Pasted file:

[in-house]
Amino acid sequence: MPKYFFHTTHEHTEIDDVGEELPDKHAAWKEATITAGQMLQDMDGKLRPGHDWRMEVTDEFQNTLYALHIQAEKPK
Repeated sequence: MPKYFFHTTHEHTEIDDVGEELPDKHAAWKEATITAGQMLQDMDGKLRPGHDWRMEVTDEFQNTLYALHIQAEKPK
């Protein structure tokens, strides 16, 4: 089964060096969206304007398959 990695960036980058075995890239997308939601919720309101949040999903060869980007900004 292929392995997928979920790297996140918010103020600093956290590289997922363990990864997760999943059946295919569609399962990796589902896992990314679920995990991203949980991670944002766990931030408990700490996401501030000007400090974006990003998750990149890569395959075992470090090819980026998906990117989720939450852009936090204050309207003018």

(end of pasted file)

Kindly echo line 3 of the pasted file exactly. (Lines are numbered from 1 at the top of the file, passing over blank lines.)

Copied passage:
Repeated sequence: MPKYFFHTTHEHTEIDDVGEELPDKHAAWKEATITAGQMLQDMDGKLRPGHDWRMEVTDEFQNTLYALHIQAEKPK